City and state should join forces to give Sydney the public square it deserves

If you arrange to meet somebody in Sydney’s CBD,where do you start? A cafe,perhaps,or a bar. Maybe on the steps of Town Hall,or in Pitt Street Mall,or beside the light rail at Circular Quay.

Central Sydney has many great things going for it – the harbour,Hyde Park,the new-look George Street and fresh energy – but what it still lacks is a proper meeting place;a public square.

It’s not for want of imagination. In the 1980s,under then lord mayor Doug Sutherland,the City of Sydney council conceived of a plaza directly opposite Town Hall on the block between George,Park,Pitt and Bathurst streets.

Internally,council staff sometimes refer to the project as “Sydney’s lounge room” – and a fine one it would make.

An artist’s impression of the future Town Hall Square,which will not start construction until at least 2035.

An artist’s impression of the future Town Hall Square,which will not start construction until at least 2035.Supplied

Over the years,the council has spent upwards of $150 million buying up the necessary properties,with few left to go. Now it isproposing to sign new commercial leases out to 2035 and beyond,saying there is no realistic chance of construction starting earlier.

There are sound financial reasons for this. Tenants such as Woolworths reasonably pay much more for the security of a long-term lease,rather than a year at a time. And there is no point forgoing the revenue only for the property to sit empty until the council has the money to start work.

At some point,though,the cord must be cut,the final pieces purchased and the work commenced.

COVID-19 understandably affected time frames and financing for many projects. However,we’re now looking at more than 50 years from concept to delivery. In 2019,pre-pandemic,Lord Mayor Clover Moorebelieved it would happen within a decade.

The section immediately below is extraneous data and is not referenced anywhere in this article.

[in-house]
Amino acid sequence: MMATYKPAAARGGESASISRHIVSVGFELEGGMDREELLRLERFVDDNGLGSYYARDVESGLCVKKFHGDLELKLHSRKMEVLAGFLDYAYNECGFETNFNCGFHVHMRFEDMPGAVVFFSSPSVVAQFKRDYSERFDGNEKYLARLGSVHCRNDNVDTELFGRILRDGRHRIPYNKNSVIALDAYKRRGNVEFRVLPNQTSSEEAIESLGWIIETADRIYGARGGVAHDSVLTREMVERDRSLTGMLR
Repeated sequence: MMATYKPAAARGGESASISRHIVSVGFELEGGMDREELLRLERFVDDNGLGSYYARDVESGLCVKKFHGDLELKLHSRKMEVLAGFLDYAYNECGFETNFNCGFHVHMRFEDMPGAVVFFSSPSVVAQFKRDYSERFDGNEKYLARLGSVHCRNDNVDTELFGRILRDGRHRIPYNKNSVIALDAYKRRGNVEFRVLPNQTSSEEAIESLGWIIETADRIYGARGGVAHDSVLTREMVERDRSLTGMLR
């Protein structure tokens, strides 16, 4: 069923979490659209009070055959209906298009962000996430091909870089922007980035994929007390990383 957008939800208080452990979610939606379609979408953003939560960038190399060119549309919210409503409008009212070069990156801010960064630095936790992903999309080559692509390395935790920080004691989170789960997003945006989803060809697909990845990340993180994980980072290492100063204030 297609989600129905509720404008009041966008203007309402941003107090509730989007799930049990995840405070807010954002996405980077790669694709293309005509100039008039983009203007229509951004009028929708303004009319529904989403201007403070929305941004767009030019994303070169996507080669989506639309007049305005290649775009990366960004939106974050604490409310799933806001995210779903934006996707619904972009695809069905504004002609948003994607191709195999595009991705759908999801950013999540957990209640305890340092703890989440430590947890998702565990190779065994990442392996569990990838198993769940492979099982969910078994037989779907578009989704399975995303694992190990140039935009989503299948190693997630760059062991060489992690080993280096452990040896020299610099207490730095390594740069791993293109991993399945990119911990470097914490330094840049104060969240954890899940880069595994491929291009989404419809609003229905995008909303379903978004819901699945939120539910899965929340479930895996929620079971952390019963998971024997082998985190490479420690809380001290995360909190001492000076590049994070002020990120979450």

“These are city building projects and they take time,” Moore said on Monday. True but,ultimately,we’re talking about buying some buildings,knocking them down,paving a nice plaza and installing a big screen. It’s surely not beyond our collective abilities.

The expense need not fall entirely to the City of Sydney,either. Council estimates construction will exceed $200 million. The council managed to find nearly $300 million for the pedestrianisation of George Street and public domain works around the state government’s light rail – another worthy project that has transformed our city for the better.

The state – and even federal – government should come to the party for Town Hall Square. A public square of this kind in the middle of the country’s leading city has a pull and an importance well beyond the boundaries of the local council.

An Australia Day event at Federation Square in Melbourne.

An Australia Day event at Federation Square in Melbourne.Jason South

We need look no further than Melbourne’s Federation Square for why this is so. Maligned at first,it has been embraced as a central meeting spot and free,public gathering place during major events. Recall those electric Fed Square scenes during the football World Cup thatsent the previous NSW government scrambling to come up with a live site of its own.

If the City of Sydney agrees to the proposed deferral of Town Hall Square next week,it will at least commit to putting the increased rental revenue into a reserve fund for the square’s construction. That is a welcome move.

What this project needs now is some champions in high office who can get the show on the road. Moore,whether she runs for mayor again next year or not,will not be the one who swings the wrecking ball.

We’re so jaded about big public projects in Sydney that it can be hard to get excited about them;witness the Cahill Expressway high line orthe City’s own failed “Cloud Arch” art installation. We believe them when we see them.

But we should be excited about this project and do everything possible to make it happen quickly. Sydney needs and deserves it.

Bevan Shields sends a newsletter to subscribers each week.Sign up to receive his Note from the Editor.

Since the Herald was first published in 1831,the editorial team has believed it important to express a considered view on the issues of the day for readers,always putting the public interest first.

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